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Timeline of first women's suffrage in majority-Muslim countries

Nasarwasalam, Iraq, January 30, 2005. Iraqi women set out to vote in the first free elections held in Iraq. Security for the polling site was provided by the Iraqi Security Force (ISF) and members of the US Marines Corps.

This timeline lists the dates of the first women's suffrage in Muslim majority countries. Dates for the right to vote, suffrage, as distinct from the right to stand for election and hold office, are listed.

Some countries with majority Muslim populations established universal suffrage upon national independence, such as Bangladesh, Indonesia, and Malaysia. In most North Africa countries, women participated in the first national elections or soon following.[1] Some dates relate to regional elections and, where possible, the second date of general election has been included. Even countries listed may not have universal suffrage for women, and some may have regressed in women's rights since the initial granting of suffrage.

TimelineEdit

1917Edit

1918Edit

1920Edit

1921Edit

1924Edit

1927Edit

1930Edit

1932Edit

1934Edit

1938Edit

1945Edit

1946Edit

1947Edit

1948Edit

1949Edit

1952Edit

1956Edit

1957Edit

1958Edit

1959Edit

1960Edit

1961Edit

1962Edit

1963Edit

1964Edit

1965Edit

1967Edit

1970Edit

1972Edit

  •   Bangladesh[4][6] (Bangladesh achieved independence on December 16, 1971 and women suffrage was never barred)

1973Edit

  •   Bahrain[7] (Bahrain did not hold elections until 2002)

1974Edit

1978Edit

1980Edit

  •   Iraq[7] (first ever free elections were held in 2005)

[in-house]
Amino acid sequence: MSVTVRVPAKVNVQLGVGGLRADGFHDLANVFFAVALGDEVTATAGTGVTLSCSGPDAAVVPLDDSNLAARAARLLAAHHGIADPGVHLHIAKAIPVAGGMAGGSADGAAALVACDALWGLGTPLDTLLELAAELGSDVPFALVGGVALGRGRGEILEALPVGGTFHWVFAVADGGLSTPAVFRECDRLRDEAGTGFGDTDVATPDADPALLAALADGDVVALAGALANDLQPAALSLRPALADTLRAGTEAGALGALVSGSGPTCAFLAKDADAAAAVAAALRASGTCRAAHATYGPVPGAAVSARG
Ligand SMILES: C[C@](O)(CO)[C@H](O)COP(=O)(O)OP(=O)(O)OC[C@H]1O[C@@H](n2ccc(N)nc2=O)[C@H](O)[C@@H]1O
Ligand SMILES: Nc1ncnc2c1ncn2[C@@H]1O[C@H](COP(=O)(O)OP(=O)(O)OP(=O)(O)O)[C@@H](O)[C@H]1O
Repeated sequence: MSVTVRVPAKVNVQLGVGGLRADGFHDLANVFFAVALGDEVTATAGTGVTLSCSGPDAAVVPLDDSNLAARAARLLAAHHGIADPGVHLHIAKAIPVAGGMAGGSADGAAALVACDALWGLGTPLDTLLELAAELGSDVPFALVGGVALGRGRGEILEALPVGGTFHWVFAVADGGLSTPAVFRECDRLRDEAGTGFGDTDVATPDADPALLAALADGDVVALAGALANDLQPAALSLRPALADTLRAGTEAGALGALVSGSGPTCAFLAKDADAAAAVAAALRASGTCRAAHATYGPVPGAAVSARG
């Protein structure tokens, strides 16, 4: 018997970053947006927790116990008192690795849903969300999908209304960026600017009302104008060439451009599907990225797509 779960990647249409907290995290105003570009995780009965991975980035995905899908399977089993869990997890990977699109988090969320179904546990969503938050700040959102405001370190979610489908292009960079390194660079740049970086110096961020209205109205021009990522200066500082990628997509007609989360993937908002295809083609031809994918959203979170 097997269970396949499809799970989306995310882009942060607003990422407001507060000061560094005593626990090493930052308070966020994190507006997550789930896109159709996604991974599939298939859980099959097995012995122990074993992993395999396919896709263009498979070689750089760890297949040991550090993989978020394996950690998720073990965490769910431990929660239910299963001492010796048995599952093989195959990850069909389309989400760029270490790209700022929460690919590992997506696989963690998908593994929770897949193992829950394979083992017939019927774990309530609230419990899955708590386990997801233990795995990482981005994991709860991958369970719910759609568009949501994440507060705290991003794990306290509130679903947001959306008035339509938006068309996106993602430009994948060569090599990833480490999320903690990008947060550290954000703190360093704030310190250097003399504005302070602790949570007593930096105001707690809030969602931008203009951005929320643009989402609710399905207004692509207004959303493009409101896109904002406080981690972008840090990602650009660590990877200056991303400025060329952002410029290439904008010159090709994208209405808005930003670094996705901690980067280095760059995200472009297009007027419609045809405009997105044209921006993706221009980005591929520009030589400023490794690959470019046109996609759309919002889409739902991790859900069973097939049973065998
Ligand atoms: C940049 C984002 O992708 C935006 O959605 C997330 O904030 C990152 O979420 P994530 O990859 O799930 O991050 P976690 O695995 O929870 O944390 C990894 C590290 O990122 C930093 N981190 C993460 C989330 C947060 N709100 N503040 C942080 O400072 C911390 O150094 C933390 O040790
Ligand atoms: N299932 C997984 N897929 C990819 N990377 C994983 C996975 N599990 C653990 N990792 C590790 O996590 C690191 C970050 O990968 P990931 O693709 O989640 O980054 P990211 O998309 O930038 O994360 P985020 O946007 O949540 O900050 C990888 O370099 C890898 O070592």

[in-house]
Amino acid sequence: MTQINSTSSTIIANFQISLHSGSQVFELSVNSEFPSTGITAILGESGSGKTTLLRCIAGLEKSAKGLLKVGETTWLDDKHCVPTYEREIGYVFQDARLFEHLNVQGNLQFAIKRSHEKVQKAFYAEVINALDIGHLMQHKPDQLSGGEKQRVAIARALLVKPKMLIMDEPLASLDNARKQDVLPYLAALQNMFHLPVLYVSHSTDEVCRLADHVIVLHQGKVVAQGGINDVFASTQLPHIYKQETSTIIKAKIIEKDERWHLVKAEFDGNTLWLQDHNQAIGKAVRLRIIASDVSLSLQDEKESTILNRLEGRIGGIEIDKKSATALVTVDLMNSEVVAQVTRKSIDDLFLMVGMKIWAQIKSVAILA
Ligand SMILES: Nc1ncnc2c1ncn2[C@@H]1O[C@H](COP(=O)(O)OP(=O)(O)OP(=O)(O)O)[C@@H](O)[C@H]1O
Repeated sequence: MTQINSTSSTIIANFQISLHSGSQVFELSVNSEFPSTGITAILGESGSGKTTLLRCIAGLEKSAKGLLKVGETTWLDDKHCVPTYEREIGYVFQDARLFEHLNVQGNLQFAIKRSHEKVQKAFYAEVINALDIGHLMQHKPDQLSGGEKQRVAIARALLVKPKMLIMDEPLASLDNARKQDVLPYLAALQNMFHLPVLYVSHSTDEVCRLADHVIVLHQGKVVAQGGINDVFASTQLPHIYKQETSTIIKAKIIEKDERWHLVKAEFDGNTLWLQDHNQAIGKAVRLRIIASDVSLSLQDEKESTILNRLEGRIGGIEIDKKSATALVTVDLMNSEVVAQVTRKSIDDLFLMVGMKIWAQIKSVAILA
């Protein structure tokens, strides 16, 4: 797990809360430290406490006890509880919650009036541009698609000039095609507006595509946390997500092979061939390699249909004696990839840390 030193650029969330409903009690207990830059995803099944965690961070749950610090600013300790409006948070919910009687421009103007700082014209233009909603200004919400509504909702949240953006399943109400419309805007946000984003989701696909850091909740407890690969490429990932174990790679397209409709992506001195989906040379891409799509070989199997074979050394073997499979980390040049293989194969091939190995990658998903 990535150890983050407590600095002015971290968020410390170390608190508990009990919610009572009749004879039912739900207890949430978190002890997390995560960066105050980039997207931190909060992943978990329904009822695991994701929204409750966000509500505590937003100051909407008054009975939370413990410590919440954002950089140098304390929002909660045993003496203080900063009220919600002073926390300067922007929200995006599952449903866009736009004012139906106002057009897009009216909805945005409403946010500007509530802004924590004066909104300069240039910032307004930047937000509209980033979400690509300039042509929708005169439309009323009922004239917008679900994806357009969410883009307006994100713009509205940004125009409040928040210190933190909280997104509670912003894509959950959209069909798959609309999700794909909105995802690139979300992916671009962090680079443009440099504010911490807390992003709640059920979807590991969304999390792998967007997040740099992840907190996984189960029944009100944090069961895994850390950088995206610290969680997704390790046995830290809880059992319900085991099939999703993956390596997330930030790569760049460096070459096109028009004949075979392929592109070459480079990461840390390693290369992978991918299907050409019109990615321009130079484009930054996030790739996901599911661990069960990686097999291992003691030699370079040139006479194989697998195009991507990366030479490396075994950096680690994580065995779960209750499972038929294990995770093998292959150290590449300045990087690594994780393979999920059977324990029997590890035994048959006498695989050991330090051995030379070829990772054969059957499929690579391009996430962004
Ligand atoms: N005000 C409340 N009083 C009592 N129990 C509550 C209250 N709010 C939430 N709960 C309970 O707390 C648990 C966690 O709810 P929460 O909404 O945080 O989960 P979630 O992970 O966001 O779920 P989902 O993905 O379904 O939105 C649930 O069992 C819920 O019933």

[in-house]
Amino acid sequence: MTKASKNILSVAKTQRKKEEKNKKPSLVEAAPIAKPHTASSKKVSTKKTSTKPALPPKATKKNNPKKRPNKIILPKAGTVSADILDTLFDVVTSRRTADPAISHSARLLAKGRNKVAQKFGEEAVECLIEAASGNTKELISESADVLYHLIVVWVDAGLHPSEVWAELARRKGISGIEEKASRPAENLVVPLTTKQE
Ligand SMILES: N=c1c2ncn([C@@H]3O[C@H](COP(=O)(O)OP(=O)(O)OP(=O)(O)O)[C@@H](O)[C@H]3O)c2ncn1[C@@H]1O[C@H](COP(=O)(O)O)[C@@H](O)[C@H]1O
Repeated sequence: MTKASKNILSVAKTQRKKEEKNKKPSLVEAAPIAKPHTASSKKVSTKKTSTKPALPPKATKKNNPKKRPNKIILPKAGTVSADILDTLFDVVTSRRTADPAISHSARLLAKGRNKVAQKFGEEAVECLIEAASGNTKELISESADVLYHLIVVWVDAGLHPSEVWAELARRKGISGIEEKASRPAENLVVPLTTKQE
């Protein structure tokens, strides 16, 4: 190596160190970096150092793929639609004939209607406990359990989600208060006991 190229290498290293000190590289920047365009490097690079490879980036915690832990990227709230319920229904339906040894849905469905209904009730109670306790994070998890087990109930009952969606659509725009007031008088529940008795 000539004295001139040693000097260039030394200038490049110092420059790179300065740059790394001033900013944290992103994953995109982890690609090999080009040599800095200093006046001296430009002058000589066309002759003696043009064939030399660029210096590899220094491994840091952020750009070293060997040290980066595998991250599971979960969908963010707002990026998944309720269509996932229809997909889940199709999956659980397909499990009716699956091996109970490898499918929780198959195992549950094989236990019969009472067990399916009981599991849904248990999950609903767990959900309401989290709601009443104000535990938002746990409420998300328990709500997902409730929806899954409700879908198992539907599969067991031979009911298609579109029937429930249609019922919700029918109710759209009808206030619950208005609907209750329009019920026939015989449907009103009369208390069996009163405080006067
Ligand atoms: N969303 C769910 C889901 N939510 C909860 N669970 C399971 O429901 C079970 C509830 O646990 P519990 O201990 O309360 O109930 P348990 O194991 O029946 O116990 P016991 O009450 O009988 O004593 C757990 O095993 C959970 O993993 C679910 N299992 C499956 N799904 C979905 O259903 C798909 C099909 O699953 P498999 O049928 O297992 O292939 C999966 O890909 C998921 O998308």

1985Edit

1996Edit

1999Edit

2002Edit

2003Edit

2005Edit

2006Edit

2011Edit

See alsoEdit

ReferencesEdit

  1. ^ Caraway, Teri L. (2004). "Inclusion and Democratization: Class, Gender, Race, and the Extension of Suffrage". Comparative Politics. 36 (4): 443–460. doi:10.2307/4150170. JSTOR 4150170.
  2. ^ Pipes, Richard (1997). The Formation of the Soviet Union: Communism and Nationalism, 1917-1923. Harvard University Press. p. 81. ISBN 9780674309517.
  3. ^ Tadeusz Swietochowski. Russian Azerbaijan, 1905-1920: The Shaping of a National Identity in a Muslim Community. Cambridge University Press, 2004. ISBN 0521522455, 9780521522458, p.144
  4. ^ a b c d e f g h i j k l m n o p q r s t u v w x y z aa ab ac ad ae af ag ah ai aj Lewis, Jone Johnson. "International Woman Suffrage Timeline". About.com. Retrieved 2 November 2013.
  5. ^ a b Elections in Asia and the Pacific: A Data Handbook : Volume I: Middle East, Central Asia, and South Asia. Oxford University Press. 2001. p. 174. ISBN 0191530417.
  6. ^ a b c d e f g h "Timeline of Women's Suffrage Granted, by Country". Infoplease. Retrieved 2 November 2013.
  7. ^ a b c "A World Chronology of the Recognition of Women's Rights to Vote and to Stand for Election". Inter-Parliamentary Union. Retrieved 2 November 2013.
  8. ^ "Timeline: Brunei". BBC News. 2011-01-11. Retrieved 2011-04-24.
  9. ^ a b c Apollo Rwomire (2001). African Women and Children: Crisis and Response. p. 8. ISBN 9780275962180.
  10. ^ Henderson, Simon. "Women in Gulf Politics:A Progress Report". Washington Institute. Retrieved 2 November 2013.
  11. ^ Al Kitbi, Ebtisam (20 July 2004). "Women's Political Status in the GCC States". Carnegie Endowment for International Peace. Retrieved 2 November 2013.
  12. ^ "Women in Saudi Arabia 'to vote and run in elections'". BBC News. London. September 25, 2011. Retrieved September 25, 2011.